At a purely formal and stylistic level one cannot help but notice a measure of diversity in the Greek of these superscripts. In Ps 24(23) the note begins with an articular genitive. Psalms 48(47), 81(80), and 92(93) have anarthrous datives. In 92(91) and 93(92) we meet Îµá¼°Ï‚ (“regarding”) plus an articular accusative but inarticular (by reason of sense) in 38(37). Furthermore, Ïƒá½±Î²Î²Î±Ï„Î¿Î½ (“Sabbath”) is plural in 38(37) and 94(93) but singular in 48(47) and 81(80), though all refer to the week rather than a specific day (that is found elsewhere, however). Psalms 92(91) and 93(92) render “day” explicit while the rest do not. And finally, the marker of grammatical relationship is a genitive in 24(23), Ï€ÎµÏ?á½¶ plus genitive in 38(37), a dative in 48(47), 81(80) and 94(93), and Îµá¼°Ï‚ plus accusative in 92(91) and 93(92). This variety in linguistic expression is considerable and some of it may be rooted in a differing Hebrew parent text, or (less likely) in the translator’s differing treatment of the same Hebrew. The high degree of predictability and formalism found in the other parts of the Septuagint psalm titles is clearly lacking in the psalms for the days of the week. This strongly suggests their secondary origin.
A related question is why did these particular psalms become associated with these days of the week. Most have assumed the superscripts reflect Jewish liturgical practice and were likely added during the transmission process. This appears to be the view of the editor of the GÃ¶ttingen edition of the Greek Psalter (Rahlfs) as well as others like Sarna. Albert Pietersma, however, has recently argued that the associations may be the result of exegetical rather than liturgical in nature. Starting with Psalm 92(91), Pietersma argues that the translator understood the title to indicate what the psalm “is about, not on what occasion it is used” (“Exegesis and Liturgy in the Superscriptions of the Greek Psalter” in X Congress of the International Organization for Septuagint and Cognate Studies, Oslo 1998 [Atlanta: Society of Biblical Literature, 2001] 134).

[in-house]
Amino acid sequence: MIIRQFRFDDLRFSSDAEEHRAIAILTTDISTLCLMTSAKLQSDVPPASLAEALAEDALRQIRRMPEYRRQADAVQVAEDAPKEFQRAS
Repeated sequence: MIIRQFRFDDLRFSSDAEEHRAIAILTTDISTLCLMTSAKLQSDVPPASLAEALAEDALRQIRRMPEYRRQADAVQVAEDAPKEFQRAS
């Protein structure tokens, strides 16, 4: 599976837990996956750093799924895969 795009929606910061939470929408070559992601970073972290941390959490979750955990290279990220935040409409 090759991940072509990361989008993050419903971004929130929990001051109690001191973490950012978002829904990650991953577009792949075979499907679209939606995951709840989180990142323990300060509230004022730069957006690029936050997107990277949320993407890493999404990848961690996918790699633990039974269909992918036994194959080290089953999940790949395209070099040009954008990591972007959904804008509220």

While this may be the case, it creates a false dichotomy between exegesis and liturgy. Sarna has demonstrated that MT Psalm 92 was chosen to be the temple Sabbath hymn precisely because it reflects a number of Sabbath-themes. Hence exegesis and liturgy are one and the same. The problem with understanding the other Sabbath-day titles in the LXX as arising from a Greek exegetical tradition (rather than reflecting Jewish practice based on the use of the MT Psalter) is it suggests that the associations with various days was either triggered by the translator of the Greek Psalter (and then reflected in the Mishnah, etc.) or the Greek exegetical tradition concerning the days just happened to highlight the same days as Jewish tradition (which is highly unlikely). The best hypothesis is that certain psalms began to be used in Jewish liturgy after the compilation of the MT Psalter (with the exception of Psalm 92). This Jewish tradition of associating certain psalms with days of the week was later reflected in the LXX Psalter. While the additions may be the translator’s doing, it is more likely that they are later accretions from the Greek transmission history of the Psalms.
What’s interesting is that while these superscripts may reflect a Temple (or Synagogue) liturgy, they eventually were given an eschatological interpretation. Such an interpretation of Psalm 92 is facilitated by its Greek translation of the Hebrew prefix verbs as futures in Ps 92:5 and 11, among other things (though it is not clear that the translator intended this eschatological interpretation). The Targum of Psalms is more explicit, expanding Ps 92:9 to read “You are exalted and the Most High in the world to come,” and attributing the psalm to Adam via a superscription. In later Jewish tradition, as preserved in mTamid 7.4, the Sabbath Psalm (Psalm 92) is also described as “a psalm, a song for the future that is coming, for the day that is altogether a Sabbath of rest for eternal life.”